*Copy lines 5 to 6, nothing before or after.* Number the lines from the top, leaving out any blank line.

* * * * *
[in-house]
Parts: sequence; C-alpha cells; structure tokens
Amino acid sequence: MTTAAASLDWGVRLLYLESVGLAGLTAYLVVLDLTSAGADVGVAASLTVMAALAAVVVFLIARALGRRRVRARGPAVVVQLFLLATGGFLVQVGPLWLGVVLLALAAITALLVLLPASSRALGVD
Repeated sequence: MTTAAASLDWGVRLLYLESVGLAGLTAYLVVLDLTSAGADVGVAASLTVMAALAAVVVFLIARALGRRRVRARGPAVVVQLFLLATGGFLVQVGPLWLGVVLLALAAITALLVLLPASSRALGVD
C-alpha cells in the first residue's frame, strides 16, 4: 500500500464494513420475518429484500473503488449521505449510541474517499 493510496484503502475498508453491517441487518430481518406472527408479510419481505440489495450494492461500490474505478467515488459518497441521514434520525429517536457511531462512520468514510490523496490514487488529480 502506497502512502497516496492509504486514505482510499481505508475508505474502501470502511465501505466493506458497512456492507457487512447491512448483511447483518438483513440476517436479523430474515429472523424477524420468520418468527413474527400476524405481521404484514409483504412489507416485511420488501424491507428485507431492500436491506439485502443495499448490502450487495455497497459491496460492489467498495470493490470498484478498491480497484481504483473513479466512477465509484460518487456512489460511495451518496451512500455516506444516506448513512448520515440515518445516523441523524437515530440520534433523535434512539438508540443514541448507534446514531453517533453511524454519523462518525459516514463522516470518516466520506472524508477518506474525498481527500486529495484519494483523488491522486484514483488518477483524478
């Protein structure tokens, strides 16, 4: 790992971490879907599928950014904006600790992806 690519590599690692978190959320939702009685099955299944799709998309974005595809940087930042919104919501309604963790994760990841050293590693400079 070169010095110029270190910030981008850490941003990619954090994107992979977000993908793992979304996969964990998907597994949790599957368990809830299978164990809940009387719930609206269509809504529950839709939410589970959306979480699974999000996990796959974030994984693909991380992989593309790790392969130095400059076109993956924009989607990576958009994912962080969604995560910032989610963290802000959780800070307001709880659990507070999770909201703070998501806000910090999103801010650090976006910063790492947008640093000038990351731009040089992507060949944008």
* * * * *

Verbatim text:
C-alpha cells in the first residue's frame, strides 16, 4: 500500500464494513420475518429484500473503488449521505449510541474517499 493510496484503502475498508453491517441487518430481518406472527408479510419481505440489495450494492461500490474505478467515488459518497441521514434520525429517536457511531462512520468514510490523496490514487488529480 502506497502512502497516496492509504486514505482510499481505508475508505474502501470502511465501505466493506458497512456492507457487512447491512448483511447483518438483513440476517436479523430474515429472523424477524420468520418468527413474527400476524405481521404484514409483504412489507416485511420488501424491507428485507431492500436491506439485502443495499448490502450487495455497497459491496460492489467498495470493490470498484478498491480497484481504483473513479466512477465509484460518487456512489460511495451518496451512500455516506444516506448513512448520515440515518445516523441523524437515530440520534433523535434512539438508540443514541448507534446514531453517533453511524454519523462518525459516514463522516470518516466520506472524508477518506474525498481527500486529495484519494483523488491522486484514483488518477483524478
């Protein structure tokens, strides 16, 4: 790992971490879907599928950014904006600790992806 690519590599690692978190959320939702009685099955299944799709998309974005595809940087930042919104919501309604963790994760990841050293590693400079 070169010095110029270190910030981008850490941003990619954090994107992979977000993908793992979304996969964990998907597994949790599957368990809830299978164990809940009387719930609206269509809504529950839709939410589970959306979480699974999000996990796959974030994984693909991380992989593309790790392969130095400059076109993956924009989607990576958009994912962080969604995560910032989610963290802000959780800070307001709880659990507070999770909201703070998501806000910090999103801010650090976006910063790492947008640093000038990351731009040089992507060949944008």